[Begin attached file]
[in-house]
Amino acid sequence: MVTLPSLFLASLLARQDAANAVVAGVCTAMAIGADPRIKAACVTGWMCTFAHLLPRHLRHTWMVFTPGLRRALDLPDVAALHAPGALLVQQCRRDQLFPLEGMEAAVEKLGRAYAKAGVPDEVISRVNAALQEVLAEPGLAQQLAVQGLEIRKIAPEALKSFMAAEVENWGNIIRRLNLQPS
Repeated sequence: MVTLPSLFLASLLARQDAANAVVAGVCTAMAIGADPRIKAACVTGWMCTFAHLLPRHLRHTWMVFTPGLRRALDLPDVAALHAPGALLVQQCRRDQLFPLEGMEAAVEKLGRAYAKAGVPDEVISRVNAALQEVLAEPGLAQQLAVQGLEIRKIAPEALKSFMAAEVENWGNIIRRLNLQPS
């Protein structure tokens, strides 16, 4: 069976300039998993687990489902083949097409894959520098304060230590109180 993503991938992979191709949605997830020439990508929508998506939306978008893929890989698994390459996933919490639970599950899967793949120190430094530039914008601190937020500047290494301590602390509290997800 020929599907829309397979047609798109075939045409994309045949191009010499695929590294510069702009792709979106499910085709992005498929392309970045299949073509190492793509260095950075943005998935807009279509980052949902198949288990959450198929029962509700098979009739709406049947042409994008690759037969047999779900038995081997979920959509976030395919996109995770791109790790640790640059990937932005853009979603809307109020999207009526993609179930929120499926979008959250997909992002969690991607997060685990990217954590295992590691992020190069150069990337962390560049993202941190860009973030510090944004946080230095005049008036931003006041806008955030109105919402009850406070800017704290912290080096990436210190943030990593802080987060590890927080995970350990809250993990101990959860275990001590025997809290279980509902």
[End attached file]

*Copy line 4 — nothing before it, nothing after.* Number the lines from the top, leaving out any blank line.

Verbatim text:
């Protein structure tokens, strides 16, 4: 069976300039998993687990489902083949097409894959520098304060230590109180 993503991938992979191709949605997830020439990508929508998506939306978008893929890989698994390459996933919490639970599950899967793949120190430094530039914008601190937020500047290494301590602390509290997800 020929599907829309397979047609798109075939045409994309045949191009010499695929590294510069702009792709979106499910085709992005498929392309970045299949073509190492793509260095950075943005998935807009279509980052949902198949288990959450198929029962509700098979009739709406049947042409994008690759037969047999779900038995081997979920959509976030395919996109995770791109790790640790640059990937932005853009979603809307109020999207009526993609179930929120499926979008959250997909992002969690991607997060685990990217954590295992590691992020190069150069990337962390560049993202941190860009973030510090944004946080230095005049008036931003006041806008955030109105919402009850406070800017704290912290080096990436210190943030990593802080987060590890927080995970350990809250993990101990959860275990001590025997809290279980509902």